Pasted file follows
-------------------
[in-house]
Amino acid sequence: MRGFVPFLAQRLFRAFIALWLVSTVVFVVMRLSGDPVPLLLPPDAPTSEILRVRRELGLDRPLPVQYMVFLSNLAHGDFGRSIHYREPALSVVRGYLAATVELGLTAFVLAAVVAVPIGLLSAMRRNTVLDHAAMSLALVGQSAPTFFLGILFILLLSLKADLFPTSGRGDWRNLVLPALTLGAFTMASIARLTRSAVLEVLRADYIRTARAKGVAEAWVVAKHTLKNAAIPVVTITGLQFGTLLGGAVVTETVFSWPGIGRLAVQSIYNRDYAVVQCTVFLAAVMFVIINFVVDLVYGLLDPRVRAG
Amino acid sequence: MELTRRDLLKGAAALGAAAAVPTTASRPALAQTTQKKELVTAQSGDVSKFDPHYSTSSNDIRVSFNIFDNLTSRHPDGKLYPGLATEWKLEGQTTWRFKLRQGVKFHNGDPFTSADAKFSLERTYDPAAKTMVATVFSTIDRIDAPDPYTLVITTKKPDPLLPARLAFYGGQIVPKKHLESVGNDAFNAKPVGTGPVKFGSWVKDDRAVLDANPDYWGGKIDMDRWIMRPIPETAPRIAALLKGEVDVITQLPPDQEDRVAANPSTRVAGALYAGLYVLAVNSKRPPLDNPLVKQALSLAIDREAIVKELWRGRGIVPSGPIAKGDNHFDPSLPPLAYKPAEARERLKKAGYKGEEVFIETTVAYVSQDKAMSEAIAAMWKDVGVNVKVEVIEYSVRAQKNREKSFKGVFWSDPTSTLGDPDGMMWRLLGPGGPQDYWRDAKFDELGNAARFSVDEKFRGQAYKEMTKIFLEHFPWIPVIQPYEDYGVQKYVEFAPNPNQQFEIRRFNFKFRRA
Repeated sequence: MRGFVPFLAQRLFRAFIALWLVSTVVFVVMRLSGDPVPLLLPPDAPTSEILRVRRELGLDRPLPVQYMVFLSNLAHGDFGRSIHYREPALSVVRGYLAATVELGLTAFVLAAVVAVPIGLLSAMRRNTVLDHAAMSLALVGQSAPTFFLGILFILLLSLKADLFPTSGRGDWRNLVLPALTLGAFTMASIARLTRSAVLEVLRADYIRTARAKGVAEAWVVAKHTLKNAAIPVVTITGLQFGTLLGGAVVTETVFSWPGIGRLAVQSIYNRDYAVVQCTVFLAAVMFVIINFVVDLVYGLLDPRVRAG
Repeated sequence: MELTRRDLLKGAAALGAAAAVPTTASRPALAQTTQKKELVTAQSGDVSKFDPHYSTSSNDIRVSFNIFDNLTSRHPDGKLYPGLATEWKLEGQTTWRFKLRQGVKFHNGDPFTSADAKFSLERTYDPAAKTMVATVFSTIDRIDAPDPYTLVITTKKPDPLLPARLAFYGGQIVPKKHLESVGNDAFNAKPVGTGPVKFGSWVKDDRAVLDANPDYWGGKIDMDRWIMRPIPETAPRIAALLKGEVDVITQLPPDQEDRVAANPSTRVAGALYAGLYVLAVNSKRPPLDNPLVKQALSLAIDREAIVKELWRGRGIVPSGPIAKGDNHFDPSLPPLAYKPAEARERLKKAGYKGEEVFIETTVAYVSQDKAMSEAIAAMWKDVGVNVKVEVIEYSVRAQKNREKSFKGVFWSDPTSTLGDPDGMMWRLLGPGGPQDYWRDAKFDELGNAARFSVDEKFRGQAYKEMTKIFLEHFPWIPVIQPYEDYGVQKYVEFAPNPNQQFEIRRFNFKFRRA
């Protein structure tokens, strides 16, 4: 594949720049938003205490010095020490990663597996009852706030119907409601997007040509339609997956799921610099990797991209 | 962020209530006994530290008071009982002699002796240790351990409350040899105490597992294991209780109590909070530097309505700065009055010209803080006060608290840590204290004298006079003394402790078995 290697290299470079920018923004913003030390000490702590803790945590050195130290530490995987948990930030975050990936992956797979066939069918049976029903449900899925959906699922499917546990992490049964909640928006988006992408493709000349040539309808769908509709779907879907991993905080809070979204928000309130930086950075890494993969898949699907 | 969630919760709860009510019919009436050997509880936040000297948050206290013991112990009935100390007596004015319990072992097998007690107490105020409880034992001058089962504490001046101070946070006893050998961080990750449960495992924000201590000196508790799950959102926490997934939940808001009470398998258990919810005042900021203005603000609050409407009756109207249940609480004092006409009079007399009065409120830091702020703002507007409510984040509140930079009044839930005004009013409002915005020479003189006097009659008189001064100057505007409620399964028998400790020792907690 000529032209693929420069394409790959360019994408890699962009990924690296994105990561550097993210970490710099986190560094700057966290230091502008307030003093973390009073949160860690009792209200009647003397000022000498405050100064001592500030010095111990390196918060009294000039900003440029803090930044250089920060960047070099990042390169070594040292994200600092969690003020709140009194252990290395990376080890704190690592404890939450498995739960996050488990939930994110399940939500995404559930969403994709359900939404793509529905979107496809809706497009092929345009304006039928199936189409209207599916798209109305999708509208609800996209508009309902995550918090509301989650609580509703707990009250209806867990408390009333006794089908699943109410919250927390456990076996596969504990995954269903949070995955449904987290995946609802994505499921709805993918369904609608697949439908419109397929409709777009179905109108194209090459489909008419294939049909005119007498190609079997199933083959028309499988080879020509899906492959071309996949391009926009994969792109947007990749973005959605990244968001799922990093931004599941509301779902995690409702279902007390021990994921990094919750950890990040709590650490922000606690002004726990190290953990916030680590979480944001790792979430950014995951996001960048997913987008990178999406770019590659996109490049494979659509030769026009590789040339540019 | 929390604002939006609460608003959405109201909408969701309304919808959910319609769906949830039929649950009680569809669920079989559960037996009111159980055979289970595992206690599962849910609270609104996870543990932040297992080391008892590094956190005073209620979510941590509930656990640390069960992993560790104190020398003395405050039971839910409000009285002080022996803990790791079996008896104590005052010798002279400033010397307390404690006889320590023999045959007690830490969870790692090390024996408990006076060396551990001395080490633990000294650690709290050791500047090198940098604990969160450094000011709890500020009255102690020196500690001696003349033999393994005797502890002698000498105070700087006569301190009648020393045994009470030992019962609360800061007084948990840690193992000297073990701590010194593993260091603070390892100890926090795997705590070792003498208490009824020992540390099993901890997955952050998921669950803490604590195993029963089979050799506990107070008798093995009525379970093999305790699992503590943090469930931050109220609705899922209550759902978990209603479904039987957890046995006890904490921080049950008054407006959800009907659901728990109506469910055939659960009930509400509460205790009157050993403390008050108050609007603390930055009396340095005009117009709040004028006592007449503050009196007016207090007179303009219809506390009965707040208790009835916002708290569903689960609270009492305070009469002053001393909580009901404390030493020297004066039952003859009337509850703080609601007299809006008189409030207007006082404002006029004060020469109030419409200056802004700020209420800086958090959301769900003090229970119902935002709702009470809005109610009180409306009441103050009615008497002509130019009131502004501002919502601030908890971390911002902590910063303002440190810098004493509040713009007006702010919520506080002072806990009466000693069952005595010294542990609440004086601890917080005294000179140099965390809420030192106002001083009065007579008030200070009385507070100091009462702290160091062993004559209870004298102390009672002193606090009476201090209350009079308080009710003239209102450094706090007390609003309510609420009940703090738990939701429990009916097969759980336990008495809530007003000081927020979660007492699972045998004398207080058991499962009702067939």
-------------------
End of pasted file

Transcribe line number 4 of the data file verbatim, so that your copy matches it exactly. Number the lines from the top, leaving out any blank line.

Repeated sequence: MRGFVPFLAQRLFRAFIALWLVSTVVFVVMRLSGDPVPLLLPPDAPTSEILRVRRELGLDRPLPVQYMVFLSNLAHGDFGRSIHYREPALSVVRGYLAATVELGLTAFVLAAVVAVPIGLLSAMRRNTVLDHAAMSLALVGQSAPTFFLGILFILLLSLKADLFPTSGRGDWRNLVLPALTLGAFTMASIARLTRSAVLEVLRADYIRTARAKGVAEAWVVAKHTLKNAAIPVVTITGLQFGTLLGGAVVTETVFSWPGIGRLAVQSIYNRDYAVVQCTVFLAAVMFVIINFVVDLVYGLLDPRVRAG